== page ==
– Jay
    Feb 6, 2012 at 17:03

3 Answers 3


There isn't a better word for antifragile than "antifragile". I suggest that Taleb is more concerned with epistemology than etymology. I doubt there is a true antonym for fragile in English or any other language because few have grasped the idea that something can improve when mishandled or stressed. While "resilient" indicates recovery from adversity it fails to convey the positive effects of stress that are implied by "antifragile". I support using "antifragile" because its novelty may encourage a deeper understanding of how systems actually respond to perturbations. If, over the last decade, companies, economies and financial markets had been assessed as being either fragile, robust or "antifragile", our world might be better.

  • thanks @DavidR -- I see your point and agree: I support using "antifragile" because its novelty may encourage a deeper understanding of how systems actually respond to perturbations.
    – mjhoy
    Feb 1, 2012 at 12:44
  • @DavidR Brilliant answer.
    – Contango
    Dec 5, 2012 at 12:19
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    @mjhoy OP: "few have grasped the idea". This is so untrue - I have to respond. Man has always most commonly recognized strength via adversity; training, conditioning, acclimating, adapting, etc. IIRC, Taleb was responding to a modern prescription for living that is fragile, and he was being antithetical to that; his term really is antithetical to prescribed fragility. He failed to try to understand why the term wasn't there. I think this is because our concepts have always been in relation to inherent strength, and not present condition, meaning there is no such thing as "antifragile". Apr 17, 2020 at 18:31

It may be difficult to find an existing word in English, since none of the existing ones actually match the concept.

Footnote from Antifrailge by Taleb:

Once again, please, no, itisnotresilience. I am used to facing, at the end of a conference lecture, the question “So what is the difference between robust and antifragile?” or the more unenlightened and even more irritating “Antifragile is resilient, no?” The reaction to my answer is usually “Ah,” with the look “Why didn’t you say that before?” (of course I had said that before). Even the initial referee of the scientific article I wrote on defining and detecting antifragility entirely missed the point, conflating antifragility and robustness—and that was the scientist who pored over my definitions.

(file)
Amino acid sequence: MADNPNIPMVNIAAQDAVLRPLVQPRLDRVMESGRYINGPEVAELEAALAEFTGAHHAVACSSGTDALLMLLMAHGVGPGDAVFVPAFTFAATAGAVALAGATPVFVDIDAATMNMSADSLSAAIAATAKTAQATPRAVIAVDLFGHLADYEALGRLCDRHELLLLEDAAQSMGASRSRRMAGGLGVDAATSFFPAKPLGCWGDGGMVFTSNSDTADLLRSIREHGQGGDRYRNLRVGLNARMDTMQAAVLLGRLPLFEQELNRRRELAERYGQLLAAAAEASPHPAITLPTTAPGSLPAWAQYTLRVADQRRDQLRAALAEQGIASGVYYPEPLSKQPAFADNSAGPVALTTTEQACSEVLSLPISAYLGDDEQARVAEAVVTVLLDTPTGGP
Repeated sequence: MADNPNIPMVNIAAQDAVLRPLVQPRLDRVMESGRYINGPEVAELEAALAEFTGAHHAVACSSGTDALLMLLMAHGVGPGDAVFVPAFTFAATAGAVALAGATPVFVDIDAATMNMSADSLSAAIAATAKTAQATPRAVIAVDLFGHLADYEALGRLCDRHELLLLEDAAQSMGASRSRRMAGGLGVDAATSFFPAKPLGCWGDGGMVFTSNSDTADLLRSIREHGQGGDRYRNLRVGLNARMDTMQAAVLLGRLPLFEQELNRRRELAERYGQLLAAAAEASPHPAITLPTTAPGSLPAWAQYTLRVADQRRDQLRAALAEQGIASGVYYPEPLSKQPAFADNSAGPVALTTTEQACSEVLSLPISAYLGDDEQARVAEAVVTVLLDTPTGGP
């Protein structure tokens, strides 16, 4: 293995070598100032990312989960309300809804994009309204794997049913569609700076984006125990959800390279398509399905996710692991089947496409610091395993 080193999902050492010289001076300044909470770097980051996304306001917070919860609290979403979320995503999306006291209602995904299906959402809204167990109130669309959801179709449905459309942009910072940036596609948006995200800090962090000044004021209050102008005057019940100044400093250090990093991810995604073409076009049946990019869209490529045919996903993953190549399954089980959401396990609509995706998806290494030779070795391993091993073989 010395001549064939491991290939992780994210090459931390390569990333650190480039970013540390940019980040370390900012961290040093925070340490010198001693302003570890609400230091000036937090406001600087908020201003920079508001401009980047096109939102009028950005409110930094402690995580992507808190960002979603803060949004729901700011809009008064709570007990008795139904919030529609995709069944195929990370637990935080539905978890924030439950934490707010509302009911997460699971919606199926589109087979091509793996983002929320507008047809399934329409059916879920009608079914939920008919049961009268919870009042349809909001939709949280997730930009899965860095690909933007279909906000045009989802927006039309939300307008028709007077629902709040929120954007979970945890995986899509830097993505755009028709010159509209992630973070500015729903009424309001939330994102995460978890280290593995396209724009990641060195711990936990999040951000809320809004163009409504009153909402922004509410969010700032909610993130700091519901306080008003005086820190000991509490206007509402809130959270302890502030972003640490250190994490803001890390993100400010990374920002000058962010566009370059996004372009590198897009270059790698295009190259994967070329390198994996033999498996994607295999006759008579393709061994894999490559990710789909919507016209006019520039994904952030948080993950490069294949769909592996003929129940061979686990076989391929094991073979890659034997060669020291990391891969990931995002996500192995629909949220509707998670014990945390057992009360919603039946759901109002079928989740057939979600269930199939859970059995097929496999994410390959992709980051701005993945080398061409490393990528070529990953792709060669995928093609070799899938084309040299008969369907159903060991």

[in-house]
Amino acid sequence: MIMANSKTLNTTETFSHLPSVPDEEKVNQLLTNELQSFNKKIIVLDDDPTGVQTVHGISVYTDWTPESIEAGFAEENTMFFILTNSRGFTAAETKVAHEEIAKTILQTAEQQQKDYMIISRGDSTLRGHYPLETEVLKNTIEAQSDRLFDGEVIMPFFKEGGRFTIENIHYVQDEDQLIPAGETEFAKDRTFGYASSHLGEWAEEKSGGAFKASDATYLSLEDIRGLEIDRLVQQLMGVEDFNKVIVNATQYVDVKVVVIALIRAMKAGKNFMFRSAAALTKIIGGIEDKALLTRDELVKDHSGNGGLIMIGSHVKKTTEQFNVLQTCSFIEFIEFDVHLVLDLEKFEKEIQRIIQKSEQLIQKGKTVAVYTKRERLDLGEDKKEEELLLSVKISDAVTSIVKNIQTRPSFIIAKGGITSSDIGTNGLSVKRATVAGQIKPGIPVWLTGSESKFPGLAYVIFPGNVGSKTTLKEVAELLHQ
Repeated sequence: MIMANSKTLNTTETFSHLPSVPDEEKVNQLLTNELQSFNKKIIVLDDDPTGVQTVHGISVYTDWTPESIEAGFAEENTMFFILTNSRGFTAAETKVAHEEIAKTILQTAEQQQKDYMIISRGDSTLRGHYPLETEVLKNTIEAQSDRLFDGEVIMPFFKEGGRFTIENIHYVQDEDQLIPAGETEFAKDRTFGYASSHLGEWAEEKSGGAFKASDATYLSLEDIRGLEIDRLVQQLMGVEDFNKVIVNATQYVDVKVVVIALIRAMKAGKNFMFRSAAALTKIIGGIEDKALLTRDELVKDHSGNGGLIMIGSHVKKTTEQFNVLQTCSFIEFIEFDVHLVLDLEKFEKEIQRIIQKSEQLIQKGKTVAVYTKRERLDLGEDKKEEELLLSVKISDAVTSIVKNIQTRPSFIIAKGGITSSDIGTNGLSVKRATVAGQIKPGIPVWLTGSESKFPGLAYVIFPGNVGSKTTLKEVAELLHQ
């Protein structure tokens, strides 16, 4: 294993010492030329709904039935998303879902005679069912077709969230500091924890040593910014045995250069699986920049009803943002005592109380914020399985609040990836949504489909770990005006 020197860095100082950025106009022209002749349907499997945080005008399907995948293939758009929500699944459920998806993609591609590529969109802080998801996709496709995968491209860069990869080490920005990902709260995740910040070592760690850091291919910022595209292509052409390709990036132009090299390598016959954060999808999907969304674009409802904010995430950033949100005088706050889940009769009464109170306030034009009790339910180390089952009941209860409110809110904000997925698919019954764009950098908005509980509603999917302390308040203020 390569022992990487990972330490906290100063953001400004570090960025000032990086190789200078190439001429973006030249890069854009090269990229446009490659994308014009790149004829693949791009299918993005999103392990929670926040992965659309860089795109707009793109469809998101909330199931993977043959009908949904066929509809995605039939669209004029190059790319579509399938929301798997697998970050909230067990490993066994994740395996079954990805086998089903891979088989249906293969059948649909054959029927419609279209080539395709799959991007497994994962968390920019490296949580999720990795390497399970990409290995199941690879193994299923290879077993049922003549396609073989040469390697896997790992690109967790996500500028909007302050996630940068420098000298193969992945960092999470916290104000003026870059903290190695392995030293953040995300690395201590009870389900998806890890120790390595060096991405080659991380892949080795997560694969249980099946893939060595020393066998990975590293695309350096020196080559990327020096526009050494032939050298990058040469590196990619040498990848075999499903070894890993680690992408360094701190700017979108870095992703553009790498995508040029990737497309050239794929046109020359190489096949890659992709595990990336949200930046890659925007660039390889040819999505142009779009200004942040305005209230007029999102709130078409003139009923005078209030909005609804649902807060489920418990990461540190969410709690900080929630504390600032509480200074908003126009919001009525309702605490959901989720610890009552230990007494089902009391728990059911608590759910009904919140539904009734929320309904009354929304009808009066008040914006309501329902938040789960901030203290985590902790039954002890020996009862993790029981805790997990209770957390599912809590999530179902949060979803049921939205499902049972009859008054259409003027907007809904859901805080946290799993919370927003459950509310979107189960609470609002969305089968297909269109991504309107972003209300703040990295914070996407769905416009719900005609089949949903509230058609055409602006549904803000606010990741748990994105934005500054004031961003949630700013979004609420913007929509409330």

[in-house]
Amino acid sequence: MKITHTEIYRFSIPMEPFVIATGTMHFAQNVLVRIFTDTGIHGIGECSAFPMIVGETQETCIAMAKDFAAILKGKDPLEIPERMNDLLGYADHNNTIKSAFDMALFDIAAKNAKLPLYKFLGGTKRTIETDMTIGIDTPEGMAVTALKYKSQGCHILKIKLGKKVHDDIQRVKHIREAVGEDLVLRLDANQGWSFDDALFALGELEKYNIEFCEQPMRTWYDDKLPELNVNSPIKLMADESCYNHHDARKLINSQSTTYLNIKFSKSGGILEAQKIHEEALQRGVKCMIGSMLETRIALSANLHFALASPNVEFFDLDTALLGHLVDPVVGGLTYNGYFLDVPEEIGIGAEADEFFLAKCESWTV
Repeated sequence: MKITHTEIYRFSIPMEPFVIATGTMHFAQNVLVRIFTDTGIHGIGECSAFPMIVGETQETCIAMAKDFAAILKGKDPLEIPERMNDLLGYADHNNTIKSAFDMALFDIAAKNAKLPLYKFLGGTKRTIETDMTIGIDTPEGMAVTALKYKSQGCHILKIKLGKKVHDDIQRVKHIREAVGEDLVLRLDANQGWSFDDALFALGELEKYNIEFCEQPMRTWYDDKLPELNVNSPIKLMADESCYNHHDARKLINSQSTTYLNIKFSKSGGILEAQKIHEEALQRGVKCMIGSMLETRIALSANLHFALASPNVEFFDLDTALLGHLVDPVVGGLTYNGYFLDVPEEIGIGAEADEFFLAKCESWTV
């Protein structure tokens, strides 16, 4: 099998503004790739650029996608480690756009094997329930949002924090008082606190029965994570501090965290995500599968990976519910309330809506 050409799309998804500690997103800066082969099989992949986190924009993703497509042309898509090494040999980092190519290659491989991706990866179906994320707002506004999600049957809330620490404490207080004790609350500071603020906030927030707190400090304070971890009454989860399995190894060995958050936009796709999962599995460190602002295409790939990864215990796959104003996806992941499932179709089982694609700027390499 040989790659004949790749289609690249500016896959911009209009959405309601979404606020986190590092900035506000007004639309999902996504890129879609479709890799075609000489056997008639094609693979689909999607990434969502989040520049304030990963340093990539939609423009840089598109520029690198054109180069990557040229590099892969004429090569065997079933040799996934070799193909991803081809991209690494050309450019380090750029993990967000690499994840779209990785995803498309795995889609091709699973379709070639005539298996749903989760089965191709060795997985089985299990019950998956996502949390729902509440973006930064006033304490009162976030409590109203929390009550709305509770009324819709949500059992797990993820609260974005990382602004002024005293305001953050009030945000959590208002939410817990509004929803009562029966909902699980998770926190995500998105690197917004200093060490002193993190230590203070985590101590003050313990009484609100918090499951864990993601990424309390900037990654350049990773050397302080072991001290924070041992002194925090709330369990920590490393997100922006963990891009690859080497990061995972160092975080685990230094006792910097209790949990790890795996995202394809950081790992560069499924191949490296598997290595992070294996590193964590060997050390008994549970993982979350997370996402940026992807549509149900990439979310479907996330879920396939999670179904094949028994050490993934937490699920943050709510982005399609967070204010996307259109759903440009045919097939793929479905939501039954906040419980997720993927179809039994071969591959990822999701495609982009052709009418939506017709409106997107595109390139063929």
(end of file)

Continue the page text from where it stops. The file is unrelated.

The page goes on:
It is worth re-explaining the following: the robust or resilient is neither harmed nor helped by volatility and disorder, while the antifragile benefits from them. But it takes some effort for the concept to sink in.

A lot of things people call robust or resilient are just robust or resilient, the other half are antifragile.

(Emphasis added.)

  • Another way of looking at your first sentence would be 'the concept does not exist in the real world'. Dec 6, 2012 at 23:13

The Japanese "wabi sabi" is closer than most English words.

Ref: http://www.fastcompany.com/blog/karin-fong/between-spaces/lost-translation-five-words-we-should-import

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    I would not say that an answer in Japanese is a good fit for EL&U.
    – user11550
    Feb 3, 2012 at 14:39
  • Wabi sabi is beauty from irregularity or age. It doesn't really fit, unless you replace "beauty" with "benefits" and remove "age". Is there a Japanese word for "benefits from irregularity"?
    – Contango
    Dec 5, 2012 at 12:17